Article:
Jonathon Shaevitz – CEO of Maxifier

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By repeating them over and over again. As a CEO, I tell people what the idea is and reinforce the message. Just because I understand it doesn’t mean everyone else does.

Jonathon Shaevitz is a serial entrepreneur having successfully launched seven technology related companies. He brings more than 20 years of experience developing fast growing companies. As a consultant for the last eight years, Jonathon has focused on helping online publishers successfully monetize their business.

Jonathon’s engagements have ranged from developing strategic partnering strategies, to creating and implementing advertising supported business lines. He has overseen development and implementation of new business strategies, successfully developed and executed customer acquisition programs, as well as overseen the launch of new media properties, from concept to design to content strategies to marketing on through to site launch.

Jonathon holds an MBA from The Wharton School and a BS from the University of Michigan.

What are you working on right now?

Maxifier has achieved its first level of success, we have a well accepted product, a strong customer base, and growing revenues, the next goal is to scale.  I am working on where I think the market will be in a year and how we can meet some of those needs.  I am also working on building our team, we have great people, but we need more of them.

Where did the idea for Maxifier come from?

Maxifier grew out of optimization technology that focused on mobile fleet management. Some executives came from the advertising space and saw an opportunity to use that technology for the advertising industry.

What does your typical day look like?

I roll out of bed very early and have a cup of coffee. I talk to our team in Russia and England and do a few hours of work before I leave my house.  Every morning, I write down the three things I least want to do that day and try to get them done first.  I try to spend some time every day thinking about the business beyond the next six months, strategy, partnerships, I usually try to get off-site, if I am in the office, I get interrupted.  I spend at least one hour working recruiting and team building. After work, I try to get to the gym and then get home before my kids go to bed.

How do you bring ideas to life?

By repeating them over and over again. As a CEO, I tell people what the idea is and reinforce the message. Just because I understand it doesn’t mean everyone else does.

3 trends that excite you?

The human brain is good at breaking ideas down into smaller pieces and solving these smaller problems and building up our answers, but we live in a world of complex systems and inter-relationships too complex to easily assimilate.  Technologies are creating some amazing ways for living in this world.  I really like augmented reality, algorithms that make daily life easier and how through globalization the world is getting much smaller.

What is the worst job you ever had and what did you learn from it?

When I was 13, I got picked up at 4:30 a.m. every day to set up swap meets. I sold t-shirts to people who spoke different languages. I learned a lot of phrases in multiple languages, but more importantly, I learned that hard work pays. I hired my own crew and managed people, and earned more money than any of my friends in any other job at that time.  I also learned that a bit of confidence is often what separates leaders from followers.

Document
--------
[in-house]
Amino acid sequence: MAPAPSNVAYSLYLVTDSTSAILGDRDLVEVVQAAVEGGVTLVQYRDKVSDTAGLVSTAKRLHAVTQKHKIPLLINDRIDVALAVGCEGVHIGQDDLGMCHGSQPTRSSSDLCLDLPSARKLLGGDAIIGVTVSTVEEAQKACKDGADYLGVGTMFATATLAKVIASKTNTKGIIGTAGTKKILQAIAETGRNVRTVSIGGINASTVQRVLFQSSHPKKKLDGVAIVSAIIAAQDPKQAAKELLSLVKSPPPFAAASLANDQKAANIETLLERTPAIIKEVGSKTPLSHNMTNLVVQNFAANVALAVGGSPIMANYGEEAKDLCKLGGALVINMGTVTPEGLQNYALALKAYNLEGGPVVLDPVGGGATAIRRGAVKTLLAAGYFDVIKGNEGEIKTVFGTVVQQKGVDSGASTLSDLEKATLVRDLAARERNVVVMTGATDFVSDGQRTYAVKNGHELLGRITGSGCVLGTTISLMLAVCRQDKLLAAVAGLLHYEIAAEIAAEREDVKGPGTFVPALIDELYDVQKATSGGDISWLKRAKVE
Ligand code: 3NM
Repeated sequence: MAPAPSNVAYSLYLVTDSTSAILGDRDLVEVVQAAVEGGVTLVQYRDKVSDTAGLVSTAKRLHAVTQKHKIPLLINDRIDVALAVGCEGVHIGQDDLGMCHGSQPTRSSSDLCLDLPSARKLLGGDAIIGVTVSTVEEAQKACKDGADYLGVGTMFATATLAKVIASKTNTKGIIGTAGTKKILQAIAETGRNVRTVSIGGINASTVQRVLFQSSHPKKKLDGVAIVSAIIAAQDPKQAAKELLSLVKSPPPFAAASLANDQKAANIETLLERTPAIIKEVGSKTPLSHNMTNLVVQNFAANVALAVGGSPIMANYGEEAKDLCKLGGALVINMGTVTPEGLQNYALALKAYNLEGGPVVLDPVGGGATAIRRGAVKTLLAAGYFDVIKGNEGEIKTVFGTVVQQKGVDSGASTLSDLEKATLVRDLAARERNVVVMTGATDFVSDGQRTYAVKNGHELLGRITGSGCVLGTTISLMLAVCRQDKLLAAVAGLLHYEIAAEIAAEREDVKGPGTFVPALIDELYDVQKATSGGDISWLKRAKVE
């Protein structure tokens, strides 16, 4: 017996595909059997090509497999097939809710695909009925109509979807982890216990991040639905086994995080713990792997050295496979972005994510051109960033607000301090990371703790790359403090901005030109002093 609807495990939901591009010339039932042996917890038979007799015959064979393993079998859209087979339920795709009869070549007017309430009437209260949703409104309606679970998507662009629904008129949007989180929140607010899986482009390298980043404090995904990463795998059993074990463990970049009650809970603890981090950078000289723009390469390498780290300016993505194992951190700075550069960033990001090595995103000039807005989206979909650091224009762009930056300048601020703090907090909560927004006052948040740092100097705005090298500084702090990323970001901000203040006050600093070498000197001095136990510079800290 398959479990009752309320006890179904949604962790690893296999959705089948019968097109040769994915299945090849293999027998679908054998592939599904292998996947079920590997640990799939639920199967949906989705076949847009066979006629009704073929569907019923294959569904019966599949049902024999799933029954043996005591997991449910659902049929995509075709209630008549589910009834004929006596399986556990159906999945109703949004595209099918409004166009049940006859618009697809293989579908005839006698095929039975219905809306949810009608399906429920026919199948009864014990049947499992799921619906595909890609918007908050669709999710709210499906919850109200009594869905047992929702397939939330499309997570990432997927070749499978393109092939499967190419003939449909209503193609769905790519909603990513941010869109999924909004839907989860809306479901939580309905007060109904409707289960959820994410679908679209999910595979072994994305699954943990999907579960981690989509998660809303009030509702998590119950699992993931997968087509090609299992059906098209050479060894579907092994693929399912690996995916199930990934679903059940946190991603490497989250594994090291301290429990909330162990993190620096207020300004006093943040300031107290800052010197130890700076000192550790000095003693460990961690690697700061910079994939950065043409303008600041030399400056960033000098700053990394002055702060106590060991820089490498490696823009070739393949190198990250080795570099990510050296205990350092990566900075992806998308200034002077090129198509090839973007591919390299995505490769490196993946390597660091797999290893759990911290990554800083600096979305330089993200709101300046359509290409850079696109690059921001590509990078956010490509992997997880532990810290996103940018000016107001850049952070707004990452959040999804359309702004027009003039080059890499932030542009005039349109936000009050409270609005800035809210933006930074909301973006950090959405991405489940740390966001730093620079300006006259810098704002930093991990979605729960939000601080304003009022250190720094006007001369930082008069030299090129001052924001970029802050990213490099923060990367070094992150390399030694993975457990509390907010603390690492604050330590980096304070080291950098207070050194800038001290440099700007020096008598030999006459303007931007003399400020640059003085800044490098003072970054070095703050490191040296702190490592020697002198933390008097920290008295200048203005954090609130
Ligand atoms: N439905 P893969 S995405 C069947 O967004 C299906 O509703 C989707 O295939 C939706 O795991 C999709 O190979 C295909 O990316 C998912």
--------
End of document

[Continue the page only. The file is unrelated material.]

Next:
If you were to start again, what would you do differently?

I would buy more real estate (and short mortgage backed securities).

What is the one thing you did/do as an entrepreneur that you would do over and over again and recommend everybody else do?

Be passionate about your ideas, but also listen to what the market tells you. A small change in business strategy can have a huge return.

Tell us a secret…

I love to read trashy mystery thrillers.

What is one business idea that you’re willing to give away to our readers?

There is a huge opportunity in training people in how to use technology. It almost doesn’t matter what the technology is, all enterprise technology can generally do a lot more than the average user knows, and that value of good training has a high return for companies.

What is the one book that you recommend our community should read, and why?

Everything is Obvious Once You Know the Answer by Duncan J. Watts and it should be obvious why once you read the book! I am also a big fan of The Black Swan, by Nassim Taleb, I probably send out at least a dozen copies a year to people.

If you weren’t working at Maxifier, what would you be doing?

I’d be working at another advertising-related technology company, or scuba diving with my kids in the south pacific.

Three people we should follow on Twitter, and why?

@mashable because they always have great stories.
@adexchanger because they follow this industry like a laser.
@shitmydadsays because nothing beats a good chuckle.

When is the last time you laughed out loud? What caused it.

Last night, when my mother and her sister recounted my mother’s argument with an Air Marshall over whether she was fit enough to sit in the plane’s exit row.

Who would you love to see interviewed on IdeaMensch?

Nassim Taleb, author of The Black Swan.

What is the best piece of business wisdom you have heard?

I have two:  1) If everyone in the room agrees with you, reverse your position and see what happens. 2) You learn more asking questions than giving answers.

What is the top destination on your “to visit” list?

Africa, everyone I know who has been says it is amazing and will change how you view the world.

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This interview was posted by Mario Schulzke.
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